BREXIT has been a catalyst for Irish food and drink exporters to review their UK resources, supply chain and currency arrangements, effectively exposing business stress points that could easily have hindered future growth.
The latest Bord Bia Brexit Barometer, unveiled yesterday in Dublin, has shown up multiple key areas where companies can improve. Pooling info gathered by Bord Bia since last year’s UK vote to exit the EU, it contains data from 139 food and drink companies trading in the UK, with up to 15,000 people participating in over 350 hours of analysis.
“Irish companies are seeing that there are still opportunities in the UK,” said Tara McCarthy, Bord Bia chief executive. “We are not looking to abandon the UK, but we are looking at how Irish companies access the UK market.
“Everything that we are recommending companies to do works outside of the context of Brexit. We have gathered a lot of data since the UK’s Brexit vote, but we are not seeing this just as a reaction to Brexit.
“We are saying that Brexit is the catalyst to do the right things for your business. For instance, 64% of our clients say that they are sensitive to any delay in lead time. Mushrooms, for instance, have only seven days of shelf life, so any delay in a port is a big issue.
“Some 88% say their business model is very dependent on low supply chain costs. And 68% say that they are unsure if their supply chain partners are Brexit-ready. We’re helping companies look at these and other pressure points.”
Tara McCarthy said Bord Bia is to use all of the data gathered to create a best-in-class business model for Irish food and drink companies. With a working title of The Bord Bia Way, the model will outline a stage-gated process that will help companies improve their export performance in areas such as supply chain, route to market, in situ UK resources, along with parameters on trade, talent and currency management.
“From the moment last year when the British public voted to exit the EU, the world awoke and asked itself ‘what are we going to do about currency volatility?’. Understanding currency management is a key piece in any business plan; our clients said they would be ‘severely challenged’ if the euro were to stay at 90p [it was at 87p yesterday].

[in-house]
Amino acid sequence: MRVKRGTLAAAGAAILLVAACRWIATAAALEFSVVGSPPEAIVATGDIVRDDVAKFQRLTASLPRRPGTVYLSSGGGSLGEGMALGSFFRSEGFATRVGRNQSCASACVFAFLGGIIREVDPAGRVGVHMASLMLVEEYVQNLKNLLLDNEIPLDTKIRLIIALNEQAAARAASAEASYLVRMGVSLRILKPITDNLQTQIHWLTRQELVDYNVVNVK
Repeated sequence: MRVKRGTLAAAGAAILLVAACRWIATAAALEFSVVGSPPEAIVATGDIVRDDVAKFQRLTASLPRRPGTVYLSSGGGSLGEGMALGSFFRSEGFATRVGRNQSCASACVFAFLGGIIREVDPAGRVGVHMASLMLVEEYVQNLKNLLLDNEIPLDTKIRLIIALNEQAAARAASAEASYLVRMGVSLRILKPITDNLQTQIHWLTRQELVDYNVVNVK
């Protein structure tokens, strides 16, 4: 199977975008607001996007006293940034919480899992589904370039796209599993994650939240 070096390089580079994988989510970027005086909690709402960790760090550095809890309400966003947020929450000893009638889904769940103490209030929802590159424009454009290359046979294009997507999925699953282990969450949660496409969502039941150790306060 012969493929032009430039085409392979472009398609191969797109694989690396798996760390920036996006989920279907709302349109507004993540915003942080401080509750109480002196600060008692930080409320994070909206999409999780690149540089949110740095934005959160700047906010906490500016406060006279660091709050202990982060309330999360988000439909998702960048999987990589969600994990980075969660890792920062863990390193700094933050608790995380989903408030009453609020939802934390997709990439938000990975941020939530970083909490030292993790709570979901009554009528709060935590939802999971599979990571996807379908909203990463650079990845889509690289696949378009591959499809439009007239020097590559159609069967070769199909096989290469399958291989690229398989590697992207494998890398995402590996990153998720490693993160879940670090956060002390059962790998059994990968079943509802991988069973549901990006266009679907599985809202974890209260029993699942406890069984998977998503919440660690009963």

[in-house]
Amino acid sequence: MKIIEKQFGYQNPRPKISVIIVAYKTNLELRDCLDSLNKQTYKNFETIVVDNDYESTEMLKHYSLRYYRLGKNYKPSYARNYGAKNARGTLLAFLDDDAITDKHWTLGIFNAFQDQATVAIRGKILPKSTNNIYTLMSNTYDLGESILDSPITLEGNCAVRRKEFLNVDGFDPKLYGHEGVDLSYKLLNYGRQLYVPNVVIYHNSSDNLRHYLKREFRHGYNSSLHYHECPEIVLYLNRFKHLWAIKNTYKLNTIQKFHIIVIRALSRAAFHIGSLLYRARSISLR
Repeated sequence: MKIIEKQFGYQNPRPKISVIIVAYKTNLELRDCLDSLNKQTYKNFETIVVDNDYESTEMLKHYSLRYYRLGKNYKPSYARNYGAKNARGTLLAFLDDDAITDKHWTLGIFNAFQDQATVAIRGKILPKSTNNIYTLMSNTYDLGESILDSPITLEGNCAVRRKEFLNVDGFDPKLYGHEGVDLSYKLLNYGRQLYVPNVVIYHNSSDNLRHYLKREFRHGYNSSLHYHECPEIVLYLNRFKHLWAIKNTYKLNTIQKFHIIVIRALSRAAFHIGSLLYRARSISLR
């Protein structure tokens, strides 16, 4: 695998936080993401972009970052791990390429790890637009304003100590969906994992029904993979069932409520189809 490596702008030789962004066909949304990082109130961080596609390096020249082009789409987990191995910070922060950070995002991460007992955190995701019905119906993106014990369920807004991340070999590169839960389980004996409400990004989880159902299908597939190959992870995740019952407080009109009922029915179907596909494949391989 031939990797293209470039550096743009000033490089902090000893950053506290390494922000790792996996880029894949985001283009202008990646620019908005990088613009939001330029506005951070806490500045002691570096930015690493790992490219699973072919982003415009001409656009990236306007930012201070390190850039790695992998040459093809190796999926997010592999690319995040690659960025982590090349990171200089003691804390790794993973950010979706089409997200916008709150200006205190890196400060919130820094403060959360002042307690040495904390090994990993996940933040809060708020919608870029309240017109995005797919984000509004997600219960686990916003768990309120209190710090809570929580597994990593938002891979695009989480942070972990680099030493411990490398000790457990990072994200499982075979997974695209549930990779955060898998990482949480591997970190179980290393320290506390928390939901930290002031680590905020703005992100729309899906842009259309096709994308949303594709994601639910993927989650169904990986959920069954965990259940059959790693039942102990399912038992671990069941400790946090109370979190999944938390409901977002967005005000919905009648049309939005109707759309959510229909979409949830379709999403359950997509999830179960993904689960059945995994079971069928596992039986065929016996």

“Outside of that then are understanding your route to market, your supply chain, customs and non-tariff channels. While 85% of our clients say that their main competitors are from the UK, only 64% have a dedicated resource in the UK, and just 39% have a dedicated strategy for the market.”
Up to 80% of companies have not considered the VAT and cashflow implications of Brexit, while 46% have limited on no knowledge of the regulatory requirements involved in exporting to non-EU countries.
Bord Bia is working with its food and drink clients to develop the model for The Bord Bia Way. The model will be tightened in September, due for launch next January. It will house the best-in-class business model, along with key elements of programmes such as Origin Green and other Bord Bia platforms which have helped build an unique platform for Irish food and drink exports.
To date, since the Brexit vote, the Department of Agriculture has given Bord Bia a €4m funding top-up to help Irish food and drink exporters navigate their way through future challenges. The sector remains uniquely exposed to the still very uncertain outcomes that will result from EU-UK breakup talks.
By the time The Bord Bia Way is introduced next January, people may have a clearer view on business life post-Brexit. The new ‘route to market’ toolkit will bring together inputs from Ibec, Enterprise Ireland and all of the country’s leading food and drink companies, several of whom are global market leaders.
Similarly, for yesterday’s event to roll out the latest Brexit Barometer findings, Bord Bia was also accompanied by many of the country’s leading food and drink stakeholders.
As well as Tara McCarthy’s central speech on the latest Barometer and summary of the top risks facing the industry, the event featured inputs from: Michael Carey, chairman, Bord Bia; Catherine Day, former secretary general of the European Commission; James Walton, chief economist, IGD; Aidan O’Driscoll, secretary general, Department of Agriculture, Food and the Marine; Alison Cowzer, marketing and innovation director, East Coast Bakehouse; Jim Woulfe, CEO, Dairygold; Dean Attwell, CEO and co-founder, Oaklands; Michael Colgan, head of Brexit Unit, Revenue; and Padraig McEneaney, CEO, Celtic Pure.
“The UK is by far our largest food and drink export market, worth over €4bn in 2016, and while our trading relationship predates the EU and the European Single Market, it has flourished to an exceptional degree within the framework of both,” said Tara McCarthy.
“This trade relationship is very much a two-way street — Ireland is also the UK’s most important food and drink export market, with imports from our nearest neighbour valued around €3.8bn last year.
“While geographical proximity and a finely matched profile of supply and demand underpin this relationship, so too do shared cultural values and complementary worldviews: we are uniquely well suited to support and meet each other’s food needs.
“It is against this backdrop that Brexit — particularly the variant that puts the UK not only outside the EU but also the European Economic Area and the Customs Union — presents itself as a deep and unparalleled challenge.”
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